Concrete Tanks and Eggs

Interesting piece on the increased use of concrete tanks and eggs.

Interesting article, Bob. Thanks for posting the link.
I think there’s another company down in PasoRobles making concrete fermentors that was there first…
though I’m not sure they make eggs.

That would be Vino Vessel:
From their website, it looks like Steve Edmunds is still working with them as a sales rep. They don’t make eggs but they do make cylinders and cubes, as well as cones, pyramids, and hippos!

I love my Vino Vessel “Eco Barrels”! They are 70 gallon tanks that look like a barrel standing on its head.
Sonoma Cast Stone makes some nice tanks but they are expensive!

Marketing piece. some truth to it but lota bogus too.

main reason for use of concrete in the past was 1) price (low) and long lasting nature of them 2) keeping temperatures down and acting as a good insulator. when long ferments are preferred, concrete is great vessel. these vessels made tons of sense in langhe, hence their prevalence.

now a days with glycol and dry ice and other methods of controlling temperature during ferment, concrete provides no added benefit except maybe the “breathing” claim…

i like to see a third party academic study on the “breathing” aspect of the non epoxy lined concrete tanks.

the one thing that can not be ignored and needs to be acknowledged is the rough surface and more importantly shape of the egg tanks leads to more lees contact and that can be a good or bad thing depending on the style of the wine the maker is going after. the “muddy” “non focused” quality comments make a great deal of sense to me and so does “minerality”. the latter is essentially yeast flavours that can be confused as minerality. god i hate this latter term. sulphites, lees and acid can all be confused and all tagged as minerality… yet there doenst seem to be a better word or enough understanding of which is which for accurate tagging of what is being tasted…

other question i have is how the acid and alcohol in the wine over time affects the concrete and if any of it ends up in the wine. i can tell you that areas of our winery like under the pour valves of the tanks where few drops of wine drip every time you take a sample, the concrete floor has little holes in it. essentially the acid is eating away at the concrete…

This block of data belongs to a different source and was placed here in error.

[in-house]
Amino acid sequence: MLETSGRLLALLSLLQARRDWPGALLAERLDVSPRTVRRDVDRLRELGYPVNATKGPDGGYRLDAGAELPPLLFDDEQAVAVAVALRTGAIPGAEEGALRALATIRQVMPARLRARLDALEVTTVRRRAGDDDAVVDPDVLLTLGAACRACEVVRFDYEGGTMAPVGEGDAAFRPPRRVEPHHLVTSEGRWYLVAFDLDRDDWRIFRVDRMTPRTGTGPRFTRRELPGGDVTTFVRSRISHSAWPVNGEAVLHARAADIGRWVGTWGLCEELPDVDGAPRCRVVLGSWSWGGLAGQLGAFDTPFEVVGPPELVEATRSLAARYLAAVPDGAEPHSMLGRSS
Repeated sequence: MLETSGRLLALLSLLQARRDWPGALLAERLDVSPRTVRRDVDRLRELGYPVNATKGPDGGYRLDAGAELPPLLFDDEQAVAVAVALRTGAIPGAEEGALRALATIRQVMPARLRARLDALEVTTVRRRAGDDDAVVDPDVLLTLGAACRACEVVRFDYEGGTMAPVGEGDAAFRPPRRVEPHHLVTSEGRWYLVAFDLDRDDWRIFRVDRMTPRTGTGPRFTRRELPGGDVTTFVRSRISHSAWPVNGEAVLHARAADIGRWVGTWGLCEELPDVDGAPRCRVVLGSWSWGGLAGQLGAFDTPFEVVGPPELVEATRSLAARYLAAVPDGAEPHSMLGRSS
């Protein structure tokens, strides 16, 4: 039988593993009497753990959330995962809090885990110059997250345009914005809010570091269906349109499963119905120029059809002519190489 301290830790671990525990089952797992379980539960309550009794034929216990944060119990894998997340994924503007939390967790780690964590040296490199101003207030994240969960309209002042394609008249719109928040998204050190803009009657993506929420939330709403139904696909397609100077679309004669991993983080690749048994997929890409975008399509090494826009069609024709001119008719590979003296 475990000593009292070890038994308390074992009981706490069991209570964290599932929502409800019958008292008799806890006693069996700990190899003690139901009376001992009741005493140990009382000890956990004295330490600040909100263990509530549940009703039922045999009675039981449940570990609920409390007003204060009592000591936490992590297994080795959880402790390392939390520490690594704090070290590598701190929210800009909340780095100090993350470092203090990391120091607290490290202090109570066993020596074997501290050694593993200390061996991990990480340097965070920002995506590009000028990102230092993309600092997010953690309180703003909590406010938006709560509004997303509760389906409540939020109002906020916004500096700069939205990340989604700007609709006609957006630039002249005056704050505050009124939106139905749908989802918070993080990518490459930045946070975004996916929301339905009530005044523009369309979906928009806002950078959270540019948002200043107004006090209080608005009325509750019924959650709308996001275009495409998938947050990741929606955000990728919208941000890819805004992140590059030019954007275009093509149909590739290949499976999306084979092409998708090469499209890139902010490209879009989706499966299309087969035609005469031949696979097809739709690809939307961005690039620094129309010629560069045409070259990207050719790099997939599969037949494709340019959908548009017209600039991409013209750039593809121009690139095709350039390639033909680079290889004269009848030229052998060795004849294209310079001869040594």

i do wonder how many grams or miligrams of concrete actually ends up in the finished wine when they are fermented and or aged in concrete… its health, style, flavour and aroma implications would be interesting to study. chemist in the house?

my 2 cents

I have a few of these babies, and I do like them. Store - Flextank

You have to ask the question: is it the shape or the material? This year I’m doing Pinot blanc in them. Last year they were full of PN. Nice results.

After two vintages doing a portion of our Semillon in a Nomblot concrete egg, the only thing I’m certain of is that there is a difference in texture vs our fermentations in steel and elevage in steel / neutral barrels. I’m not sure if they actually “breathe”, but the the shape of the egg makes the fermentation appear more turbid and active. The Sem in the egg has far more solids suspended than our skin fermented tanks.

At this stage, I like it as a textural blending component and hope to grab another one in 2013.

I’m not sure I understand how the shape affects the amount of suspended solids - or that it makes that big a difference. All you have to do is look at a red wine fermentation in any traditional shaped fermenter to see that there’s enough CO2 generated to completely lift all the skins to the surface (the cap). And when we combine barrels of fermenting Chardonnay after they hit peak fermentation(since you only fill them 3/4 full so that they don’t overflow at the peak) we don’t really see any major accumulation of lees in the bottom. The wine is pretty much evenly cloudy with suspended solids.

And the idea that you might be incorporating concrete in your wine sounds kinda scary to me. But even if it is harmless, wouldn’t doing that to gain minerality be totally anti-terroir?

Brian, I think as long as it’s not heavy toast concrete it’s ok from a terroir perspective. [snort.gif]

because you’ve tried it?

I pickup less minerality from the egg than I do from steel or neutral. All I know is that the texture is different and the wine is far less clear than any other vessel.